Second chances and emotional rebirth figure prominently in Brothers, the emotionally raw new film from Susanne Bier (Open Hearts, Once in a Lifetime). Bier, who co-wrote the story with Anders Thomas Jensen (Wilbur Wants to Kill Himself, Open Hearts) has Dogma experience, which surely helped in getting the actors to perform on a visceral level. It also helps that her three leads, Connie Nielsen, Ulrich Thomsen, and Nickolaj Lie Kaas all give strong performances. It is especially interesting watching Nielsen (Basic, The Hunted), as this is her first Danish film. Nielsen was born and raised in Denmark, but thus far has made films in America.
She plays Sarah, who is married to Michael (Thomsen, Kingdom of Heaven, The Inheritance). Michael's brother Jannik (Kaas, Reconstruction, The Green Butchers) is fresh out of jail after a multiyear stint for robbery and a violent assault. The two brothers are a study in contrasts. Michael is in the military. He is happily married with two young daughters, and has the respect of his parents. Jannik is a lazy drunk, bitter with life and prone to lashing out at those around him. Jannik also resents Michael's lecturing. Very quickly, Michael is deployed to Afghanistan, where his helicopter was shot down and he is presumed dead. Life for Sarah, and Jannik changes quickly after that.
For Jannik, it opens his eyes to how precious life can be. He realizes how much time he was wasting, and decides to begin helping Sarah, first by finishing the kitchen that Michael was remodeling. It's fascinating watching how the Jannik character changes over the course of the film only because he comes off as such a jerk when the film begins, and because he and Sarah do not get along. A natural attraction develops between Jannik and Sarah, and the find themselves ashamed and confused. Meanwhile, half a world away, Michael is alive, and a prisoner in a war camp. His captors mercilessly toy with his emotions, trying to see how far he is willing to go in order to survive.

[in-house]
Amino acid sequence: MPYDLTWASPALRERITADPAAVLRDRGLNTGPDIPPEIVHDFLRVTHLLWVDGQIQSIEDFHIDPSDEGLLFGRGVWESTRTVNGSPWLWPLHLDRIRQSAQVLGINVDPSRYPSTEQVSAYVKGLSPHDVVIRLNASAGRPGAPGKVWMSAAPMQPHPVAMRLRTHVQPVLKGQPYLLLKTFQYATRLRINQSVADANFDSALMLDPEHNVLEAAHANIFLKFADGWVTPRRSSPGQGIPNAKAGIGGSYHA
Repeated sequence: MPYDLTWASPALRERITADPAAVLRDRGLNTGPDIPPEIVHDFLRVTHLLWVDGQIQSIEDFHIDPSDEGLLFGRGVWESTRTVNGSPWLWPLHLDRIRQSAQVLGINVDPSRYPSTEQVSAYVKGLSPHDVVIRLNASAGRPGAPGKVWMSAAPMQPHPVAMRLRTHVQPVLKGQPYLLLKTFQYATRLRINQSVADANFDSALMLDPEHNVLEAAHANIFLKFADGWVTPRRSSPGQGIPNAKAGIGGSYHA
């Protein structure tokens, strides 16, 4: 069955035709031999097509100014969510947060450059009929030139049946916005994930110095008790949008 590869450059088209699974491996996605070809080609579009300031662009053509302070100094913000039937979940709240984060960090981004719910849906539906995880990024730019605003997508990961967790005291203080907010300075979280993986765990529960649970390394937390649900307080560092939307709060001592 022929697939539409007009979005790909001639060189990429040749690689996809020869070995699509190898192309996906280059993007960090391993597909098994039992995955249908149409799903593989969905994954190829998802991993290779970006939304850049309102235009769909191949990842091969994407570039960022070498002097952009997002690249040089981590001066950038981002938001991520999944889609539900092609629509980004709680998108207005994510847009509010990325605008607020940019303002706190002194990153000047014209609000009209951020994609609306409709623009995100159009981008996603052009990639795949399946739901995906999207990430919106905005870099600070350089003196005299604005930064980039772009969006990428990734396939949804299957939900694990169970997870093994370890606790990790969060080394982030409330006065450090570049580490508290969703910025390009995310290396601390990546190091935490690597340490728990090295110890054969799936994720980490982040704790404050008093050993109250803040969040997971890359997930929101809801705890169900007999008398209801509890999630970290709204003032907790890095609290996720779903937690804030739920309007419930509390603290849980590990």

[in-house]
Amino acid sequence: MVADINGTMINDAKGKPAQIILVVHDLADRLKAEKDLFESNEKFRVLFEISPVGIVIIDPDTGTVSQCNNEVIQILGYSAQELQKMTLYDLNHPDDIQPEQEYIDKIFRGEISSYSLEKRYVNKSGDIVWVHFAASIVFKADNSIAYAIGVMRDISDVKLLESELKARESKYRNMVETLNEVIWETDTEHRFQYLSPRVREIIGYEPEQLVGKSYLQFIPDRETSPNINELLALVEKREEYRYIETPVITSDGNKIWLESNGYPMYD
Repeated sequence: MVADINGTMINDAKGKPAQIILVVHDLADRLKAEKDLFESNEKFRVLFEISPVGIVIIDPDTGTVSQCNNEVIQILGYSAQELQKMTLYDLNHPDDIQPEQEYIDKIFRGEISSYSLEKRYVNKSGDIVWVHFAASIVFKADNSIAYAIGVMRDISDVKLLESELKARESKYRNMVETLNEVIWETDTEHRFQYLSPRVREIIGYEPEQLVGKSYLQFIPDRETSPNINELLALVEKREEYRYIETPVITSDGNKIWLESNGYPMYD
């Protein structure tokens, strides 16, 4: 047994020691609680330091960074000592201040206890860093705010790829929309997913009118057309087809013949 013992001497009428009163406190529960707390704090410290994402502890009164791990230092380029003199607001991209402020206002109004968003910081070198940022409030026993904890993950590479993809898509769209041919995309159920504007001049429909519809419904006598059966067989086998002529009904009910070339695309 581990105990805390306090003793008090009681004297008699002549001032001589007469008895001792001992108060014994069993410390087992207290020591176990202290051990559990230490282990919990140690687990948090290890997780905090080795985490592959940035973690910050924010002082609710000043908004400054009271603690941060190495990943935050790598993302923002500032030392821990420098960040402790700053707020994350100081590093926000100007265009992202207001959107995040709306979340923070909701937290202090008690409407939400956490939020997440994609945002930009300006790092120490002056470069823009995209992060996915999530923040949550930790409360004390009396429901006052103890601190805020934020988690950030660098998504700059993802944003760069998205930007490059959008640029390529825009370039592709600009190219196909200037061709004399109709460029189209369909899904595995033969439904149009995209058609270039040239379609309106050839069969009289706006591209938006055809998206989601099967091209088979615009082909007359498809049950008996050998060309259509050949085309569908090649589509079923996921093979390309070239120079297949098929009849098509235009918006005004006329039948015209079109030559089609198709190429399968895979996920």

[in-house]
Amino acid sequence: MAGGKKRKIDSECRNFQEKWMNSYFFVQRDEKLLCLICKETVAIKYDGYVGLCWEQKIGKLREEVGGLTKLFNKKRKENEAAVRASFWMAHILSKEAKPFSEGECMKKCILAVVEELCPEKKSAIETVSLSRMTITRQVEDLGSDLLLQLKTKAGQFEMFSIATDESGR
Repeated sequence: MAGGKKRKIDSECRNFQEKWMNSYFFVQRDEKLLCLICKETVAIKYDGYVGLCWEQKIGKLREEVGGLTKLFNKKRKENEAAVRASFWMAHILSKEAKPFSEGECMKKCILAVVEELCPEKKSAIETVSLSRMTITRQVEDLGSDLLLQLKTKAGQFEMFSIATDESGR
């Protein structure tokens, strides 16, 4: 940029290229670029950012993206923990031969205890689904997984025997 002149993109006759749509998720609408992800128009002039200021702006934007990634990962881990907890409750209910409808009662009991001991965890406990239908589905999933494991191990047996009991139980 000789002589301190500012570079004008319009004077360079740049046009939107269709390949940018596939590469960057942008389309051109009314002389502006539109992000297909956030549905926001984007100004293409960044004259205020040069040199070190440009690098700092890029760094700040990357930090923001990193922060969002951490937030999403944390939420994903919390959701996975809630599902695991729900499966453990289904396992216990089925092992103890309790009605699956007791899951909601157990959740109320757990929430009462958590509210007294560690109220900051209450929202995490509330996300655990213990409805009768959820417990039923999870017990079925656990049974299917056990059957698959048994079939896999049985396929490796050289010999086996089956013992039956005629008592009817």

Brothers is like a Dogma-hybrid. Some of the elements are there, but the Bier strays from its strictest rules. She does keep the focus squarely on the character, with few extraneous plot lines or characters. This allows her to really reach into the heart of each person and see what drives them, and Nielsen, Thomsen, and Kaas respond in kind. Watching them is riveting. There is a minimal use of music, and the camerawork is frequently close in, causing an intimate feeling, like the viewer is right next to the cast. Everything about the script and acting feels real. This is how real people would respond to tragedy. There are no pat easy answers, they just have to take things one day at a time.
|Mongoose Rates It: Pretty Good.|
|1 hour, 50 minutes, Danish with English subtitles, Rated R for violence, language, and brief nudity.|
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